Philippine regulators today shut down the country's largest media company and a frequent target of President Rodrigo Duterte's tirades, a day after its 25-year congressional franchise expired.
The National Telecommunications Commission (NTC) ordered ABS-CBN to stop broadcasting "absent a valid congressional franchise as required by law".
The 73-year-old entertainment and media conglomerate's TV channel and radio station went off air on Tuesday evening, as it appeals the closure order.
ABS-CBN's TV channel is watched by two out of five Filipinos, which is roughly 40 million. The network also has a popular radio station that has a 25 per cent share of the market.
It owns a cable TV channel, and runs a subsidiary offering content online that is popular with millions of overseas Filipinos. These are not covered by the shutdown order.
ABS-CBN has over 10,000 employees.
Many in its long roster of popular news anchors and reporters have gone on to serve the country as vice-presidents, senators, congressmen, governors and mayors.
Duterte has been threatening to shut down ABS-CBN since he took office in 2016.
He accused the network of siding with his political enemies when it refused to air one of his political ads as he was running for president, insisting that it was a "highly abusive practice".
He also accused the network of tax evasion, and used a profanity on its owners, who are heirs to a powerful political and business clan.
He has said repeatedly he will never sign a law that will extend ABS-CBN's franchise.
He told ABS-CBN's owners to just sell their stake, fuelling speculations he wanted an ally to take over the country's top broadcaster.
ABS-CBN's owners, in congressional hearings in February, apologised to Mr Duterte.
Duterte accepted the apology but insisted that the network's fate was up to Congress.
Lawmakers holding hearings on Bills to grant ABS-CBN a new franchise said on Tuesday they were blindsided by the commission's order.
They were assured earlier by NTC officials and the Justice Ministry that ABS-CBN would be issued a "provisional authority", so it could remain on-air beyond the coverage of its current franchise.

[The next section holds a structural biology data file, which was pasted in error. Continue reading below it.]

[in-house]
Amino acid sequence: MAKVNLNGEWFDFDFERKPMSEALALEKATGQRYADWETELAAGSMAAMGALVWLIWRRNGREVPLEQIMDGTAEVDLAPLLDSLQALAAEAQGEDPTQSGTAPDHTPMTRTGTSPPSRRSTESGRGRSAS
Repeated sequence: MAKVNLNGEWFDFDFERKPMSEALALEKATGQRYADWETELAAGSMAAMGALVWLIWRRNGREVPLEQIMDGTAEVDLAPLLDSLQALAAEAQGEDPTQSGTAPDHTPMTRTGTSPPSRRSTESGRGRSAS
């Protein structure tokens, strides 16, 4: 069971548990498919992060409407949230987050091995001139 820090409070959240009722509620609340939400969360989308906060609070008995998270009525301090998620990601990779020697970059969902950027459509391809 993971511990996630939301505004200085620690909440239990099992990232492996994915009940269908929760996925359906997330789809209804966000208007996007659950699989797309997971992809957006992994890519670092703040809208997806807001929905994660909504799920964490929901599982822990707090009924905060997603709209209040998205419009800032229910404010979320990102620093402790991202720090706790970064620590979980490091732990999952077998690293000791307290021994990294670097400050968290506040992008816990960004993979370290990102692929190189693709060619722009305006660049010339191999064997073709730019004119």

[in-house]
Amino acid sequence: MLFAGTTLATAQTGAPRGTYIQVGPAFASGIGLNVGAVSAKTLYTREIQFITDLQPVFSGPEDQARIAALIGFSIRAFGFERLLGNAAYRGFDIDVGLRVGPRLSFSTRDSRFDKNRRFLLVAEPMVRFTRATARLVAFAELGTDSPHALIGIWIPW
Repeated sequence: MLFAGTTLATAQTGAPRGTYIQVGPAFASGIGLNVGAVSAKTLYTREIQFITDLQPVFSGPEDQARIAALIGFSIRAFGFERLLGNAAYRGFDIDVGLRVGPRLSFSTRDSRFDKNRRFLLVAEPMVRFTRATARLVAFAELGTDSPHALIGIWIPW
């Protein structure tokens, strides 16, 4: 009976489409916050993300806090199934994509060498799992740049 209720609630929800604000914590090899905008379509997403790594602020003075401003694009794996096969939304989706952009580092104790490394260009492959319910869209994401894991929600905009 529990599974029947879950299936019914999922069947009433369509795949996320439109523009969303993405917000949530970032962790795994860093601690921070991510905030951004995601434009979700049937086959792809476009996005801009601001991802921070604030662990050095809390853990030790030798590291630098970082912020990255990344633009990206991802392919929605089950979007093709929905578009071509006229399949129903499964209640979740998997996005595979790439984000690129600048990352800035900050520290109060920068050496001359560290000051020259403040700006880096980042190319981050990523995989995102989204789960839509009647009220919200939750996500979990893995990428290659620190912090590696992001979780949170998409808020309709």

But Solicitor-General Jose Calida, widely regarded as Duterte's de facto legal whip, last week warned that the NTC cannot issue such an order.
"(The NTC) should not have been cowed by a mere threat from Calida. This is really upsetting to all of us congressmen right now, and we're really up in arms against it," said Representative Antonio Albano, vice-chair of the committee reviewing ABS-CBN's application for a new franchise.
Senate Majority Leader Juan Miguel Zubiri, an ally of Duterte, said he found it "highly irregular" that the NTC would deny ABS-CBN a provisional authority when the Justice Ministry itself had determined that it could do so.
"I know for a fact that there are many stations operating on a provisional authority… We can cite many instances when the NTC granted a provisional authority for those still applying for their franchises," he said.
Press freedom advocates assailed the NTC's decision as a blunt attempt to silence Duterte's critics and stifle dissent.
"It is a serious blow to the freedom of the press, as it is now being sacrificed on the altar of political vendetta," Representative Carlos Zarate, a human rights lawyer, said in a statement.
The advocacy group Karapatan (Human Rights) said "it is truly abhorrent" that the government would choose to shut down ABS-CBN amid a raging coronavirus pandemic, "where the free press plays a crucial role in keeping the public informed on relevant, verified, and life-saving information".